Category Archives: Action

That Dirty Word

Even on tongues used to scatological and libidinous exclamations, the word politics still leaves a particular acrid taste. A few others claim the same distinction, but hardly any other word remains as persistent and indispensable. In conversation, politics provokes a mostly limited range of sentiments—anger, frustration, suspicion, apathy. In art, reactions waver between two extremes: respect or ridicule. Underlying ideologies either catapult the work into prominence or push it down to the level of propaganda. In any case, with controversy all around, irrelevance is seldom an option.

Ambitious and polemical, Kathryn Bigelow’s Zero Dark Thirty teeters on the thin lines: terrorism, torture, risk, revenge, war. The film packs the ten-year hunt for Osama bin Laden into 160 gripping minutes, rendered taut by an impressive interplay of information and suspense. Jessica Chastain holds her character well as Maya, the CIA officer whose relentless pursuit of the case leads to the assassination. Her tight portrayal suits the film’s minimalist aesthetic, which it sustains from start to finish despite recurrent gunfire and explosions.

Zero Dark Thirty possesses many admirable qualities, but the one that stands out most is audacity. Its depiction of the ugly side of America has critics shouting from various corners, complaining about its alleged misinterpretation of “fact” and its supposed pro-torture stance. The movie claims to unveil “the greatest manhunt in history,” but the victory it shows is ugly indeed, one borne out of physical and psychological torture, involving innocent casualties and traumatized children. It is a difficult film to watch, dark and heavy and emotionally exhausting. But as we all likely suspect, the truth can get darker than this.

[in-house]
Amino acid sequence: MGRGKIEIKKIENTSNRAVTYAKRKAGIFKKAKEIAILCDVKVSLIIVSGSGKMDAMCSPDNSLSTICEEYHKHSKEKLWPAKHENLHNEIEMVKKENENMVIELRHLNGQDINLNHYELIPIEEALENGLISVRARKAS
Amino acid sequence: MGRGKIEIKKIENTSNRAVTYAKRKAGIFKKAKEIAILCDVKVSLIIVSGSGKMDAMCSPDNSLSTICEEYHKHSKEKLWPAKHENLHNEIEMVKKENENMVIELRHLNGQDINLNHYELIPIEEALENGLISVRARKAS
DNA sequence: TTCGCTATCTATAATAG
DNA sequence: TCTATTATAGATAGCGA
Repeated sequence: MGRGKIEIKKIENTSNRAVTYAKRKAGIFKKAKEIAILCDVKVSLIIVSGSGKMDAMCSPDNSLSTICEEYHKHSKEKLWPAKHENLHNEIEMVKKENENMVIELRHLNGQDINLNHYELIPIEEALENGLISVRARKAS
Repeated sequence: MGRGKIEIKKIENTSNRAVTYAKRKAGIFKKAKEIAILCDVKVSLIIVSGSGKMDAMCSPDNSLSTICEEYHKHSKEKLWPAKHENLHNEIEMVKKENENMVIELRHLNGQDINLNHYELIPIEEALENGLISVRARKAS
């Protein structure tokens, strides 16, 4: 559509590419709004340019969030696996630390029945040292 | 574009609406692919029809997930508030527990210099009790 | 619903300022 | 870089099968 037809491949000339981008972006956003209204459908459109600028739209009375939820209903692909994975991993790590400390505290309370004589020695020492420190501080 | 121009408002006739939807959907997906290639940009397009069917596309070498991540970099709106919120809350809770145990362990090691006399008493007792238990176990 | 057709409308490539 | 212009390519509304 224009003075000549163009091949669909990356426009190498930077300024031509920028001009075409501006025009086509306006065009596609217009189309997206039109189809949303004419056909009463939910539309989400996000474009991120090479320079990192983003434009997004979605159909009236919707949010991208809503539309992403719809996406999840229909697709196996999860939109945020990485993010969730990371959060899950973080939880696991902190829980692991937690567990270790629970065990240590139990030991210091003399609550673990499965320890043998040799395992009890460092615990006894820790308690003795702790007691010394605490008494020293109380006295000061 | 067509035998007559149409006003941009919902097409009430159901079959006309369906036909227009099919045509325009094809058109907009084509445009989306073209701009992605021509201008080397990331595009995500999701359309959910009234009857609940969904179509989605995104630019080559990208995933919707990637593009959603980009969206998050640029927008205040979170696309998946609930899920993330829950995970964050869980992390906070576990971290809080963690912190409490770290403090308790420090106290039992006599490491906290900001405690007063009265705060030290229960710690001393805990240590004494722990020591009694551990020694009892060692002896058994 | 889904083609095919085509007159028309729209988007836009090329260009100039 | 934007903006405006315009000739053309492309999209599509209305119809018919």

Mark Boal’s script contains many ironic statements, but the one I remember most is “You don’t know Pakistan!”—a charge that Maya lays on her boss. It’s an accusation that rings true on many levels. What do we know about the Middle East? About its people and their struggles, the circumstances that push ordinary men to become “radicals”? What do Americans?

Zero Dark Thirty makes only a passing comment on this issue, but Mohsin Hamid’s 2007 novel The Reluctant Fundamentalist mines it more deeply. As literature, the thin narrative does not hold up to much: it attempts to mask a clear objective, with barely-there characters and a linear trajectory. But its value lies in its capacity to make us think, to make us look over to the other side. Here is main character Changez judging America post-9/11: